Is it time to end the South Beach partying, or bring in more police? | Editorial

·4 min read

How to control the partying on South Beach? As election season gets under way, no question is more critical in Miami Beach.

But is the answer more effective policing, or less alcohol?

City police have struggled mightily to control the mayhem in the South Beach entertainment district, a task made even more difficult in this first summer after lock down, as thousands of young revelers came to break free of COVID isolation. The summer pushed the department to exhaustion, and saw officers charged in the rough and unjustified arrests of two tourists in a hotel lobby.

Miami Beach Mayor Dan Gelber, who is seeking his third term in November, has had enough. Gelber is pushing to ban alcohol sales after 2 a.m. It’s an idea he’s tried to get traction on before, without success. This time, he feels residents will rise to reclaim their city and buck the business interests that want the liquor to keep flowing until 5 a.m.

Tourist on tourist crime

“Policing a playground of people who come here from out of town is no longer sustainable,” Gelber told the Editorial Board, noting that most of the arrests police are making are for “tourist on tourist” crime. Makes sense. The Editorial Board has already said the 2 a.m. cutoff — with some exceptions — seems to be a reasonable compromise between tourism-driven businesses and locals who want to be able to enjoy their community safely. But that’s the issue before voters on Nov. 2 in a straw ballot.

Locals have long avoided South Beach. On Saturday nights this summer, the party zone often looked like an occupied territory, with military-style vehicles and police officers on every corner, including 10 borrowed from Miami-Dade. Patrol car lights were set to flash silently as the crowd partied nearby.

“We made it so we were able to respond within minutes to any incident,” Gelber said.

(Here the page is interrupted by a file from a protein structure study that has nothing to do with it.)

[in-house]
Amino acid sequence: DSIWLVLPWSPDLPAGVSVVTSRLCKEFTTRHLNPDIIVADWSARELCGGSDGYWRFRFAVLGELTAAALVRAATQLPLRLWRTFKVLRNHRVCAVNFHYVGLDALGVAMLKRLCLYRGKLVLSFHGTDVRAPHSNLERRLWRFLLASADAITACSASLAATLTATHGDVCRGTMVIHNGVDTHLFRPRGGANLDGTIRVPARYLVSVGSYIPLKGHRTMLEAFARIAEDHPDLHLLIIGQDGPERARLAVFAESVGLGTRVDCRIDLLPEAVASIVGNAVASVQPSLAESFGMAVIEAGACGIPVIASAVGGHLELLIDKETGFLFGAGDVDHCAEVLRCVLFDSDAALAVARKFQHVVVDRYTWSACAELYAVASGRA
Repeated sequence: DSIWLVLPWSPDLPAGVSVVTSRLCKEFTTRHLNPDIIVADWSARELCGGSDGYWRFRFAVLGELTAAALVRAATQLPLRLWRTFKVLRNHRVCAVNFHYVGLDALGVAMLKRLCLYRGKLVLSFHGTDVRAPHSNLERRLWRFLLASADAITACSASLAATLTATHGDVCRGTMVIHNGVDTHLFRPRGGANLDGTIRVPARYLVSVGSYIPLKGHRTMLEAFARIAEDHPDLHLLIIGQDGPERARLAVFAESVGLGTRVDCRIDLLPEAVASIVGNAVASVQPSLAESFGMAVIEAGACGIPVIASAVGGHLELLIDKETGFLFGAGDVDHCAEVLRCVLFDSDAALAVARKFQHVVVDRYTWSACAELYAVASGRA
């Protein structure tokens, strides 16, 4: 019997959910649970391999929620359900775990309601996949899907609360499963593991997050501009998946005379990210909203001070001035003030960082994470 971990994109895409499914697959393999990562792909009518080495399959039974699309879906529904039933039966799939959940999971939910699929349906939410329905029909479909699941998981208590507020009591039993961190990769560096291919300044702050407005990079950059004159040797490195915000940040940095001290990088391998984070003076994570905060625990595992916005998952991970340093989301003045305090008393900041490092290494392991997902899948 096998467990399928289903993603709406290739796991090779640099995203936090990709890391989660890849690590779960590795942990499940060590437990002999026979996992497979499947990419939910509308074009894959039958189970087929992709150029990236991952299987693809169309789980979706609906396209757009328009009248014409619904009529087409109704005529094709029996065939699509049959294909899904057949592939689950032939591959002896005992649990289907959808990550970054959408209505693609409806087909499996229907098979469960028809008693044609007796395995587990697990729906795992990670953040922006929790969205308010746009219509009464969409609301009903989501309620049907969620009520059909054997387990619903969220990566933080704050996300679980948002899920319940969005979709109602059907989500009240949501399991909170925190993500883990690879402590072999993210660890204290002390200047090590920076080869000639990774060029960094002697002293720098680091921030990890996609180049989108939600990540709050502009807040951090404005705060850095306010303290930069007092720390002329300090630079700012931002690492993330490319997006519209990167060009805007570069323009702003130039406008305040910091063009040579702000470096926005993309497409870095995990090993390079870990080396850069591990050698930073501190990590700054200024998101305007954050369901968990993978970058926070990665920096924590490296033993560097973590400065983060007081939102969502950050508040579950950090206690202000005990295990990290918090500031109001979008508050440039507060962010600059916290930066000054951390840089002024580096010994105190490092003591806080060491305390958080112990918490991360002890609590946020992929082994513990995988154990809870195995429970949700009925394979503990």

There may not have been an official policy, but there was certainly a zero-tolerance mentality in the air. Try anything wrong and officers could be there to squelch it in a sec. We get the need, but it was also disturbing to see, in no small part because so many of those revelers were young Black people.

No Bourbon Street

Gelber, whose campaign is largely focused on the city’s policing woes, says he wants Miami Beach to become something else, more of a cultural center than party central. Just as Fort Lauderdale and Coconut Grove transformed their images, Miami Beach, too, can take steps to stop attracting younger tourists, who spend less money and cause more problems than families and more mature visitors. The city can’t afford anything else, he said.

“I don’t want South Beach to become like Bourbon Street, a 24-hour party district,” he said.

It’s hard to dispute that sentiment.

Blanketing the city with police officers will no longer work, Miami-Dade Police Director Alfredo “Freddy” Ramirez told the Miami Beach Commission last week. “Policing in today’s world, it’s not zero tolerance,” Ramirez warned the city.

“And I need to make that very clear,” he added, “because whatever crime plan that you come up with, you cannot cause a lack of trust with the community. Whatever plan is developed has to have that buy-in to ensure that the community is safe and that no one is being singled out.”

Gelber agrees: “We can’t police our way out of this.” He’s right.

The idea that the area needs to be blanketed with officers comes from the perception, right or wrong, that the sale of liquor until 5 a.m. by some establishments is the problem. Voters will again be asked in a straw ballot. The last time they were asked, residents allowed the 5 a.m. liquor sales. But a lot has happened since that vote in 2017.

Not everyone agrees that late liquor sales and crime are intertwined. Miami Beach State Rep. Michael Grieco, wrote in an op-ed in the Miami Herald this week that blaming the booze is a red herring by a city administration that can’t figure out how to police the city for lack of leadership.

“Crime in Miami Beach is out of control,” Grieco wrote. “Our community is at its limit for the violence and tragedy we witness in our neighborhoods and the truth is, most crime in Miami Beach doesn’t wait until after 2 a.m.”

He says those revelers will just spill into the streets earlier and victimize local residents. By putting this issue on the ballot, Miami Beach has placed the decision in the right hands. Those most affected by the problems on South Beach must send a clear message to City Hall.

Slow the flow of liquor, or let the party go on?

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